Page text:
I recently finished Jesus Feminist: An Invitation to Revist the Bible’s View of Women by Sarah Bessey. This book, y’all.
I have to admit, I heard about it when it came out and avoided it, because the title scared me. My deeply seeded Southern Baptist-conservative upraising had created a little voice that screamed at me “NO, DON’T TOUCH THIS BOOK! We don’t associate with anything that contains THAT word (feminist)”. And then, life happened and I had so many eye-opening experiences that changed my political views and the way I approach life as a woman. That’s a story (or seven) for another time.
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If you are having those same scared, panicked, and possibly judgmental thoughts about the title of this book right now, I ask you to bear with me. I ask you to hear what I have to say, as someone who didn’t feel like she had a right to speak in church (despite being a worship leader), as a wife who questioned why being a woman automatically made me lesser than my husband (not my husband’s words, by the way, but the church’s), as a member of the body of Christ who doesn’t have the right to do things the men can do. Just, bear with me.
Silence in Church Meetings
Sarah Bessey writes a book that truly changed my view of the Bible. I had experienced some doubt and dislike of things like Paul’s instructions on women being silent in the church, but her explanation of taking these scriptures in context brings a new view to what Paul was actual saying.
At the core, feminism simply consists of the radical notion that women are people, too. – Sarah Bessey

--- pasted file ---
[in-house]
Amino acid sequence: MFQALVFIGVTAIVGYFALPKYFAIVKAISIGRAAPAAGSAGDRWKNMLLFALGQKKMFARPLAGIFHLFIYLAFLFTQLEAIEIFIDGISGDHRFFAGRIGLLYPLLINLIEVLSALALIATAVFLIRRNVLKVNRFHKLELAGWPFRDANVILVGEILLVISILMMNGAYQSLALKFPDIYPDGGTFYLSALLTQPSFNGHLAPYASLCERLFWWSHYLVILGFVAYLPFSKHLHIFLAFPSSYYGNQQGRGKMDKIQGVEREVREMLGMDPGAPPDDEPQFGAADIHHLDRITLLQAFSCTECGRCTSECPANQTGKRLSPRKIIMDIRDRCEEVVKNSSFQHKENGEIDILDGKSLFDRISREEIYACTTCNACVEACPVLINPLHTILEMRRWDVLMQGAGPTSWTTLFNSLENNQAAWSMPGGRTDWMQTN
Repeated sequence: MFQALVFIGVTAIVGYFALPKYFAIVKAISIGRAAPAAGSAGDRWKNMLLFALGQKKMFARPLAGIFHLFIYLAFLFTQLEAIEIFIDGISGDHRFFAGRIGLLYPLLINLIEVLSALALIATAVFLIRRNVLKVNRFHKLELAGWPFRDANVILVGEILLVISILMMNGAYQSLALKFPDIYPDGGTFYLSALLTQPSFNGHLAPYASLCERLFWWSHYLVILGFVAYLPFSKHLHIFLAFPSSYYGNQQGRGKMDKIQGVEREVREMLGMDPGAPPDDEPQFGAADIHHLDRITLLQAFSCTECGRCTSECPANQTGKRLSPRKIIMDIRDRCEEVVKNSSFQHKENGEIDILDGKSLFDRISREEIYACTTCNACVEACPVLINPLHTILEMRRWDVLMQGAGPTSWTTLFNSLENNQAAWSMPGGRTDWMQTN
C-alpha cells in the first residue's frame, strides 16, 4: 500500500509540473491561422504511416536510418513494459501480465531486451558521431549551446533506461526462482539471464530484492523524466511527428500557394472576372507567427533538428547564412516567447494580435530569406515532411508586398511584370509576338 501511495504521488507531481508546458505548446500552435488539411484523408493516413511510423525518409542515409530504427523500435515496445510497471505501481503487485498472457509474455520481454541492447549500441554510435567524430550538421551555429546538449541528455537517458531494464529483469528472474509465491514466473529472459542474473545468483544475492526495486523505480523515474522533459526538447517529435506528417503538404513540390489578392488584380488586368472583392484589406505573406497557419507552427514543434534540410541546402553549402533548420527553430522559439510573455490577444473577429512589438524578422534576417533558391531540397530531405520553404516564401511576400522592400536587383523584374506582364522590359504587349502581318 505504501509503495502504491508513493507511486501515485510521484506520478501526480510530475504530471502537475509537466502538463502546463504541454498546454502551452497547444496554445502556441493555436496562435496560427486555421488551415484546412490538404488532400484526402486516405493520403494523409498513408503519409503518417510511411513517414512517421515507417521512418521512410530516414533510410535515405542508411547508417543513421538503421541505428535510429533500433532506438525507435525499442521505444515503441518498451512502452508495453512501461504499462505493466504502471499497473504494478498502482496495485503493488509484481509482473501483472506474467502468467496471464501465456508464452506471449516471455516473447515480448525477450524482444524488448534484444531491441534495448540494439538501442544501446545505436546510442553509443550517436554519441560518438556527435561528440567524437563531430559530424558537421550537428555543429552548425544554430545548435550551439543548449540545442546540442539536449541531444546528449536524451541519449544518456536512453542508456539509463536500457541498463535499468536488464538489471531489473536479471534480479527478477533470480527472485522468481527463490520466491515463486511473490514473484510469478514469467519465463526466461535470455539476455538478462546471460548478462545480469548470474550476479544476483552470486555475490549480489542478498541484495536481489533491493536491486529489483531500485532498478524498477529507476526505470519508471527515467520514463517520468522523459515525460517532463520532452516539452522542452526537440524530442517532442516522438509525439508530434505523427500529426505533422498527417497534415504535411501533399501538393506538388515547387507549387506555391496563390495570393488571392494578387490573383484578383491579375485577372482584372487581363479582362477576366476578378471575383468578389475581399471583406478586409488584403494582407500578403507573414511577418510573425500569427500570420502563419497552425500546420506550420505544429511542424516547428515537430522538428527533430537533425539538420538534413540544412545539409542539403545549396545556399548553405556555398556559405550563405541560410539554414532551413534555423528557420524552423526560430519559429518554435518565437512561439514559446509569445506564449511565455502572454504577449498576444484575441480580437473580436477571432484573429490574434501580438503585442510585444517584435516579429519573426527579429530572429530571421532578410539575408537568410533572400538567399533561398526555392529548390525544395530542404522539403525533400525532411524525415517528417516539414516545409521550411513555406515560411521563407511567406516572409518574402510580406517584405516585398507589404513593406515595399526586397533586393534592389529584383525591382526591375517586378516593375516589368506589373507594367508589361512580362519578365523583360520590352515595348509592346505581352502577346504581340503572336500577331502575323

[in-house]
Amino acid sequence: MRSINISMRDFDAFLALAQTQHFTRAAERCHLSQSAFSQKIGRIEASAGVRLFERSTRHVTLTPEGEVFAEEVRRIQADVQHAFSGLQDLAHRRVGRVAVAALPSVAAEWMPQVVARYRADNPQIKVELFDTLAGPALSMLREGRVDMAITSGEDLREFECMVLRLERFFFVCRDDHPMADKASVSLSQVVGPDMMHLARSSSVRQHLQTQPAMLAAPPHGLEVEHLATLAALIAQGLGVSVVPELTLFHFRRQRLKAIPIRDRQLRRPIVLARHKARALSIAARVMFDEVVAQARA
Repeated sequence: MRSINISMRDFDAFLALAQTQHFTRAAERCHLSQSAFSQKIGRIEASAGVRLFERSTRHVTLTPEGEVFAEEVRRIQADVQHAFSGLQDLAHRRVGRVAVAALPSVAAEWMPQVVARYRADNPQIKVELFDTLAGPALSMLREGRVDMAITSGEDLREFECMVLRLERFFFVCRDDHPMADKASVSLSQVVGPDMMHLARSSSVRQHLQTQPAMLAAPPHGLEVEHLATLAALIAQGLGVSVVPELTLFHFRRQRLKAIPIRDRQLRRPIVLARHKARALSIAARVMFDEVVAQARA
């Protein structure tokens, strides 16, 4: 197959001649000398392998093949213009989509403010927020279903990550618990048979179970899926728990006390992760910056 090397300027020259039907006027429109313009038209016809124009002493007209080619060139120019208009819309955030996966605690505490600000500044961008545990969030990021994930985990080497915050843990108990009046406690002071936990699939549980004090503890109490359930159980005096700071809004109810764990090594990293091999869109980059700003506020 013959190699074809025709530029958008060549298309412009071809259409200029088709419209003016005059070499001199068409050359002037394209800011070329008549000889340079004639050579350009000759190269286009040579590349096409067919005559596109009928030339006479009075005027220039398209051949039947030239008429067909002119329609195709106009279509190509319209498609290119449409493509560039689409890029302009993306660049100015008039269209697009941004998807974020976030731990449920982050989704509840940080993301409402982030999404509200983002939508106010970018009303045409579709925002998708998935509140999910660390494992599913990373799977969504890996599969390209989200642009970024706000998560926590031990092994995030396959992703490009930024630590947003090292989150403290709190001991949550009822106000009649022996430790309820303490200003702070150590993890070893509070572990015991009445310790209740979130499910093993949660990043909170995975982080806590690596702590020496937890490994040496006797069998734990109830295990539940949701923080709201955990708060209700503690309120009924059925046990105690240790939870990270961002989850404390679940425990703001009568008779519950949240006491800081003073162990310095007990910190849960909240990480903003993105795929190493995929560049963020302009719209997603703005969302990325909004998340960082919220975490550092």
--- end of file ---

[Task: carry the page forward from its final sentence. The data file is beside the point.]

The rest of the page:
Women’s Ministry that Ministers
Bessey calls us to be Spiritual Midwives, Patron Saints, and to allow barriers to be broken, but in a Kingdom way. Her book encourages women’s ministries to grow beyond arts and crafts into a ministry that has “room for everyone. You have a great women’s ministry when you have detoxed from the world’s views and unattainable standards for women and begun to celebrate the everyday women of valor, sitting next to you, and when you encourage, affirm, and welcome the diversity of women – their lives, their voices, their experiences – to the community.”
Redemptive Kingdom Equality
A huge point that I do not want missed here is that Bessey is not calling for bra-burning and female domination. She wants men and women working together as equals to love others and build the Kingdom of God. Because of the redemptive love of Jesus Christ, we are called to equality and freedom. No arguments over power, and no sex being the leader of the other, just the people of God serving Him and taking appropriate roles called to us by God Almighty, not by the standards from thousands of years of patriarchy.
If we minimize our gifts, hush our voice, and stay small in a misguided attempt to fit a weak and culturally conditioned standard of femininity, we cannot give our brothers the partner they require in God’s mission for the world. . . Men are most truly “helped” when women give our best.
In Heaven, we will serve one King. Men and women will be equal. While we do live in a world full of sin and oppression, there is a movement calling us to all serve God with the same objective. Sarah Bessey encourages women to live the life they are called to live, and not feel like they are lesser because of their gender.